Ali Bacher tells King's commission: Majid tipped me off about match-fixing
Cape Town, June 12: South African cricket chief Ali Bacher said on Monday Pakistan's former Test batsman Majid Khan told him more than two years ago there was widespread match-fixing in Pakistan.
Bacher, managing director of the United Cricket Board of South Africa (UCBSA), was giving evidence at the South African government inquiry into match-fixing.
He told the judicial commission headed by retired judge Edwin King that Majid had told him two matches between India and Pakistan and Bangladesh and Pakistan in the 1999 World Cup in England had been fixed.
Bacher also said he believed South Africa had lost the fifth Test match against England at Leeds in August 1998 because umpire Javed Akhtar was in the pay of the bookmakers.
"If you will recall, that Test match was won by England but there were a lot of dubious decisions given in that match. There were 10 lbw's, nine of them given by Pakistani umpire Javed Akhtar and eight of them went against South Africa," he said.
Citing contacts with international players and a high-stakes Indian bookmaker he identified only as "R", Bacher told Judge King that match-fixing extended far beyond disgraced South African captain Hansie Cronje, who has admitted taking money.
"A process has begun with the Cronje revelations to purge the game of cricket once and for all of this cancer," he told the government inquiry.
He said Majid had given him permission to relay the information to the South African inquiry - a point Majid confirmed to Reuters in Lahore, offering to come himself to testify to the inquiry.
Bacher has previously referred to two matches that were fixed but named them for the first time on Monday.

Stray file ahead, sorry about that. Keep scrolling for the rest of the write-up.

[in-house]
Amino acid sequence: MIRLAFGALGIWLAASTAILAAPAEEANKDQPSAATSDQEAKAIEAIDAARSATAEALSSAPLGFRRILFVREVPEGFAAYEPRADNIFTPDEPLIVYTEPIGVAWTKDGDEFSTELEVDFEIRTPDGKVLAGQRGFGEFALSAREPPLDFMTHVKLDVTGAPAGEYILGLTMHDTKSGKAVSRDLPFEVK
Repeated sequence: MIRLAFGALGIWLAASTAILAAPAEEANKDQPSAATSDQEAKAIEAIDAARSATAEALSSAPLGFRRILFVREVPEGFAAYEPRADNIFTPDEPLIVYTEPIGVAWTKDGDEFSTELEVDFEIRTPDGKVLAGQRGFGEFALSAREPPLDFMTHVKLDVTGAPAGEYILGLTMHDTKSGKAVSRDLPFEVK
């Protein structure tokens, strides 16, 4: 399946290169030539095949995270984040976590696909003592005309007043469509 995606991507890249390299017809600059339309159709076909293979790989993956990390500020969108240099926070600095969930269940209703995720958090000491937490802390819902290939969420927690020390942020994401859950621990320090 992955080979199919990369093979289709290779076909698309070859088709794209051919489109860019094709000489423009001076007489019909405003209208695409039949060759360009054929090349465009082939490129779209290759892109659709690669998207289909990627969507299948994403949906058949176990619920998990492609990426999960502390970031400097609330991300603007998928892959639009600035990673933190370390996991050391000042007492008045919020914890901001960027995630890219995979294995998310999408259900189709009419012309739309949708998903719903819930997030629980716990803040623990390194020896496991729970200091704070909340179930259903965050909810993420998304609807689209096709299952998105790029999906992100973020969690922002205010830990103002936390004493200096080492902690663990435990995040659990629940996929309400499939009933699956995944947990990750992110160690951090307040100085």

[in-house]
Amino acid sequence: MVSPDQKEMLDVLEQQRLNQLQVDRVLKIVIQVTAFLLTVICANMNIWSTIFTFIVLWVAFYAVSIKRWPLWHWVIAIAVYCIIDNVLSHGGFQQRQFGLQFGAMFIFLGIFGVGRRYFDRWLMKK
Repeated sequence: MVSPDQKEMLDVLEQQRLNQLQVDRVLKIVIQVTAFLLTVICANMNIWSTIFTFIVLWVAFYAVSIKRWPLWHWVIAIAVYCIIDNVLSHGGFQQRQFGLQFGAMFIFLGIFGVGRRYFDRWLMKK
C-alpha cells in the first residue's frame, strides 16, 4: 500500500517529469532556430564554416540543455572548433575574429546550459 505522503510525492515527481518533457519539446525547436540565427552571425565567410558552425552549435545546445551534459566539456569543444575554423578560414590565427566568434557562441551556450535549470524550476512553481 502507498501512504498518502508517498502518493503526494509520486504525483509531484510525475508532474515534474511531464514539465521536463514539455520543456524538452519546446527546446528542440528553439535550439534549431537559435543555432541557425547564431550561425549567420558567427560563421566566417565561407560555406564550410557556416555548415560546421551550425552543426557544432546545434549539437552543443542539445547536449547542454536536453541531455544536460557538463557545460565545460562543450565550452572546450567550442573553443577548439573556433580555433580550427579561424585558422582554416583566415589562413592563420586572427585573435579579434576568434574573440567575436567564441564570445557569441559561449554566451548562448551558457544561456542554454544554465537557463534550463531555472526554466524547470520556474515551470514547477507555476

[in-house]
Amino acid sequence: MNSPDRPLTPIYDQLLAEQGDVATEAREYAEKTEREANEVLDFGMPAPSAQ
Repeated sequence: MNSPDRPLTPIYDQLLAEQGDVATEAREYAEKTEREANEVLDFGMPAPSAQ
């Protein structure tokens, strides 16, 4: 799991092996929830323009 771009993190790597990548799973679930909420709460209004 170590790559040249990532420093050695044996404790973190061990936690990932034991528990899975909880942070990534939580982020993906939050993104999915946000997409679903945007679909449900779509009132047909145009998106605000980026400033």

Shoaib Akhtar implicated
Bacher read a letter from a senior executive of a local company, Jacques Sellshop, about a conversation Sellshop said he had with Pakistani fast bowler Shoaib Akhtar in April this year on a flight from Johannesburg to Durban.
Sellshop said he did not know at that stage it was Akhtar but was later given photographs and identified him.
He said Akhtar told him "...match-fixing was common in cricket worldwide and had been going on for several years. He recalled the details of many matches, including a game between Pakistan and Bangladesh last year, which was fixed for one million U.S. dollars."
He said match-fixing involved teams from India and Pakistan but said South African and Australian players had also been taking money.
The letter quoted Akhtar, no relation to the Leeds umpire, as saying Cronje had been unwise to deal directly with the bookmakers rather than doing as others did and using third parties to negotiate.
"He said Hansie was stupid, he should never have negotiated with the bookmaker on the phone," Sellshop's letter to Bacher said.
However, Bacher also said there was no proof that the alleged conversation with Akhtar took place as there was no record of him being on the flight in question or even in the country at the time.
Pakistan was touring the West Indies at the time, although Akhtar missed the test series due to injury.
However, PCB director Yawar Saeed said: "The only think I can say at the moment is that Jacques Sellshop's alleged conversation with Shoaib Akhtar is incorrect because he (Akhtar) was with the team in the West Indies," the PCB's Saeed said.
Bacher said he had been shocked by the revelations that Cronje, whom he described as a role model for South African youth, had taken money from bookmakers and offered bribes to team mates to underperform in test matches.
"I was devastated. It devastated this country and I don't think this country has recovered," he said.
"In my history of involvement in South African cricket there has never been a better captain. I never ever questioned his integrity, never ever," he said.